So there’s a peak right away with the sales and then the licensing carries on over time?

For me—that’s because Funkytown became this thing. For most people, it doesn’t become that. It just kind of dies out, and they’re lucky if they get a song on Grey’s Anatomy or something happens. I got really lucky.

Do you think it’s possible for another “Funkytown” to exist today—a song that is that commercially successful and culturally ubiquitous? 

I do. I think it would be possible. There are some songs I’m sure that are great. But you know, we’re talking 34 years later. It gets to be an oldies status, and then kind of a standard status, because people want to hear it again and think back to the old days. Advertisers want to pick a demographic, and right now Funkytown is right in a demographic where if they’re targeting people who are 50 to 65, it’s good for them to hear that.

How does it make you feel to have something that you wrote used in advertising?

I have to ok almost all the advertising opportunities that I get, and I try to take great care in what "Funkytown" is used in. I feel it’s kind of my baby, and I treat it as such. There was a man in Florida who wanted to use it in local car ads, and you know how cheesy local car ads can be. He offered me a stinking ridiculous amount of money, and I turned him down. Just because I don’t do those loud, cheesy local car ads. So I do try to take care of it.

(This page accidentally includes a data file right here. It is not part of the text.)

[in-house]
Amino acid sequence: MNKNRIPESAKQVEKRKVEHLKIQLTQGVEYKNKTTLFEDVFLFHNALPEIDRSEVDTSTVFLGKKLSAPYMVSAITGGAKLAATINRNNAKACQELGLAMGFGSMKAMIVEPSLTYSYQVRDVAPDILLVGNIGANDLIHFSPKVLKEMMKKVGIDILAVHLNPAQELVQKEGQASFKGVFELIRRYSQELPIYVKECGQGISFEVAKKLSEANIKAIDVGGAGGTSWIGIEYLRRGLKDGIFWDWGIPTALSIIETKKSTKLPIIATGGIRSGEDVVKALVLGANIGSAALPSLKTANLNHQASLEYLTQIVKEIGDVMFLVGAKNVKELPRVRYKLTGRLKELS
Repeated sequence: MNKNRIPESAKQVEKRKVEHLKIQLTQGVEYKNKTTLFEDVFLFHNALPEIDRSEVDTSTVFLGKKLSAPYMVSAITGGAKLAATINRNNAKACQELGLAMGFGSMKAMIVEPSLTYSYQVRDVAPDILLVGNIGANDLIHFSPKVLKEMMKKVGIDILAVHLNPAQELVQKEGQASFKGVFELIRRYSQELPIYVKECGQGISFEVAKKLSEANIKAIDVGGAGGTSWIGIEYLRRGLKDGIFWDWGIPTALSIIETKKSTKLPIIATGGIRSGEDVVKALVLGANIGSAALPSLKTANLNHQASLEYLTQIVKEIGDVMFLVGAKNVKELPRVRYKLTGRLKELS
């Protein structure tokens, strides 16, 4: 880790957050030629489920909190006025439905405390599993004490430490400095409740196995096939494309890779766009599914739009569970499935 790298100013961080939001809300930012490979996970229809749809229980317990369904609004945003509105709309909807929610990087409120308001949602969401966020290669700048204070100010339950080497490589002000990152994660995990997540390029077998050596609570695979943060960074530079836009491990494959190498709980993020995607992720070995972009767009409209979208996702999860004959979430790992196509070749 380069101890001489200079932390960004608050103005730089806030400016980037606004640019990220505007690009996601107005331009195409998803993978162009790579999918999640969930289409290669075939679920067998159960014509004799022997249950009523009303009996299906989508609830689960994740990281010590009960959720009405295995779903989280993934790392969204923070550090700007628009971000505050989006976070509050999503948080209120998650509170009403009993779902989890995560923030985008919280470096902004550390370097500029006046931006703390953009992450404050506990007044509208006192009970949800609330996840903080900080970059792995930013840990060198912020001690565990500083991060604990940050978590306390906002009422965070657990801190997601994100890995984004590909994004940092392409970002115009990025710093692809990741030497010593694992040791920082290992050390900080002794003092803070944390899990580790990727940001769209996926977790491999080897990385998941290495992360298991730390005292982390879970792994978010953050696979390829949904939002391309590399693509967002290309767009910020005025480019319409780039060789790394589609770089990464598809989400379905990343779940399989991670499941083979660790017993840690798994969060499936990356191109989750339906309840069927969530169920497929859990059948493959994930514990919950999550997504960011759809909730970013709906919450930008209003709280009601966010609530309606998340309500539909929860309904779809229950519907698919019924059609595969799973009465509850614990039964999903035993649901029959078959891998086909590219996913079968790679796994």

That’s interesting that you do have that much direct control of it.

They give me that opportunity and I’m glad they do, because it really helps keep the song true.

Anything else on your mind about Funkytown’s legacy?

One of the great things about Funkytown was that the art people and the commercial people all liked it. It wasn’t thought of as something cheesy, and it wasn’t a disco song. It was kind of a forerunner to the EDM movement, if you listen to some of my songs. There are other songs other than "Funkytown"—I had four albums out—and there’s a lot of stuff on there that’s pretty cool, some house type music and some trance type stuff. I kind of idolized Kraftwerk, and now when I look forward I see Daft Punk taking bits of some of my music and using it in their music. I don’t know if that’s true at all, but it sounds like it to me. So I think "Funkytown" was kind of groundbreaking, that it was commercially successful and looked at as a nice piece of art.



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This activity is made possible in part by the Minnesota Legacy Amendment’s Arts & Cultural Heritage Fund.